As is often the way, it isn't until looking for something specific that you suddenly see it everywhere! When I began a project to find pebble-built and decorated buildings I thought the best examples would be found within the pebble bed heathland area...which would mean a bit of travelling further afield. However I've since noticed that pebbles have been used quite extensively in the construction of older buildings and walls around my home town of Seaton. Mind, there were gravel pits in the area in which pebbles were also found and extracted, as well as a pebble beach. So, it shouldn't really come as a surprise to find their usefulness as building materials here too.
What was a surprise however, was finding this amazing house. Taking my camera out for a walk around the town in order to look at walls (I might be a little strange but I'm not dangerous, honest!) I couldn't believe my luck when I came across it. What surprised me even more is that I must have walked by loads of times and never really noticed it before!
Originally called Parklands, Park Cottage is a delightful Cottage Orne style house, built sometime in the latter part of the 1800s or early 1900.
The photo above shows the wonderfully quirky gate and pebble-encrusted pillars of the front garden entrance. Below is the east elevation where a pebble facing has been used to create interesting shapes out of the plaster beneath. From the photo it looks a bit 'pebble-dash', but they really are quite large pebbles...or popples, which is the Devon colloquial name for them.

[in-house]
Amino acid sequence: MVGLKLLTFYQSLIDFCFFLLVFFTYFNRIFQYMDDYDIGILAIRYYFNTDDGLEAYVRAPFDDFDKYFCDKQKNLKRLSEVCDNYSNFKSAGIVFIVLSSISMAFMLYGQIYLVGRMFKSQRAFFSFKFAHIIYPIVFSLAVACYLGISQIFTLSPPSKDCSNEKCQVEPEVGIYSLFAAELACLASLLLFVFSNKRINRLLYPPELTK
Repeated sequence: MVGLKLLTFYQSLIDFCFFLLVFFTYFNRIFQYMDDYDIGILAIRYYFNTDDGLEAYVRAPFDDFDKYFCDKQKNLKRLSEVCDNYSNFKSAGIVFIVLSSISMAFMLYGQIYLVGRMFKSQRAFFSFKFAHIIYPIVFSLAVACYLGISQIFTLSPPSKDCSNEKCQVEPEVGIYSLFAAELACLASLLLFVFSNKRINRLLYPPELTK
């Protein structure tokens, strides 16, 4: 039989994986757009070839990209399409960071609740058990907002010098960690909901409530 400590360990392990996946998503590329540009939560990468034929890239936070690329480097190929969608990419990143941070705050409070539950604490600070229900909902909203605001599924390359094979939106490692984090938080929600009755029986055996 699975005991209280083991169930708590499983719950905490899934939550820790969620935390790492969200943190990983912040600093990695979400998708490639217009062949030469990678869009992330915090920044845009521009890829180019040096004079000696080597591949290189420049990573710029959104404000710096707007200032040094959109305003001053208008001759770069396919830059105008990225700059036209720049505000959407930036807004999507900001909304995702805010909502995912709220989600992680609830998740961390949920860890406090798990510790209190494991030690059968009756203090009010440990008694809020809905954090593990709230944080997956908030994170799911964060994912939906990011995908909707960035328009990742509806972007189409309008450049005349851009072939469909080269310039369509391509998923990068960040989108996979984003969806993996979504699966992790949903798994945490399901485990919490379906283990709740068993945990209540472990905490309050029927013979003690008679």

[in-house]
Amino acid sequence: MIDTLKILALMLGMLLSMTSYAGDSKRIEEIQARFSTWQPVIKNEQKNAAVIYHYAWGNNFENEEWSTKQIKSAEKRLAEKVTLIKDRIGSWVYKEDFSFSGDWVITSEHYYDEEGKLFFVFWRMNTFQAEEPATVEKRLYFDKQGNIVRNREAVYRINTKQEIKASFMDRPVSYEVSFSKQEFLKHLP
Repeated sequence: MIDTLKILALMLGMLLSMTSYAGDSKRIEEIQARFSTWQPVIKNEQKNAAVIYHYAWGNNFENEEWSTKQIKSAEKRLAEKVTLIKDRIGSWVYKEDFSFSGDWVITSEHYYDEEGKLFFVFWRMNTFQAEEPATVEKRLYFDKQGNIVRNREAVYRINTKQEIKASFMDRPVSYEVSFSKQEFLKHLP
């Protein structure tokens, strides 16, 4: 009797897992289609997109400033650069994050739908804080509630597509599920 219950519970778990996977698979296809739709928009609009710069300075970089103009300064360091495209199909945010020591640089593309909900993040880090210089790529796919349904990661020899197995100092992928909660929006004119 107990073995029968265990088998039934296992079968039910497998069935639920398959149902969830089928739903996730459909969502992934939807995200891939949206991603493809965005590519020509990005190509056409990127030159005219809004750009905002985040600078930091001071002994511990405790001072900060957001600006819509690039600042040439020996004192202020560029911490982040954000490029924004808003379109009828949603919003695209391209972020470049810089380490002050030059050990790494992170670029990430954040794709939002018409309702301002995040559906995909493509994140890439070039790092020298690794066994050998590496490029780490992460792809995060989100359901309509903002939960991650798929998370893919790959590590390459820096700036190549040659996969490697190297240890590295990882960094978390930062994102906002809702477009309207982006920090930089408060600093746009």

On my second tour past the house, after taking photos from all sides, the owner happened to be in the garden. I asked him if he knew anything about it's history and he very kindly showed me a book with photos and information about the house, and also allowed me to take some photos inside the garden.
I borrowed the book from the local library, which was interesting with it's 'before and after' pictures, but the info was of the family that originally lived there and not about the building itself.
Above, one of the photos I took in the garden, showing pebble-topped curly walls and pebble diamond shapes in the path. I love the diamond patterned bricks on the steps. We had a brick path like that in the garden of the house where I grew up, and it's quite rare to see them these days.
The boundary wall consists of local chert, also topped with pebbles.
I was surprised to find that Park Cottage isn't in the listed buildings register. The frontage, above, consists of two pitched gables above the upper storey windows, decorated with scalloped hung tiles, and decorative ridge tiles on the roof. A Cottage Orne veranda comprises part of the front entrance.
Above can be seen a view of the northern rear and west side. Below, a close-up of the western elevation, with it's pebble design.
And finally, another view of the quirky gate and fairytale pillars with the house in the background.
A few more photos can also be seen in the Photo Gallery album along with these.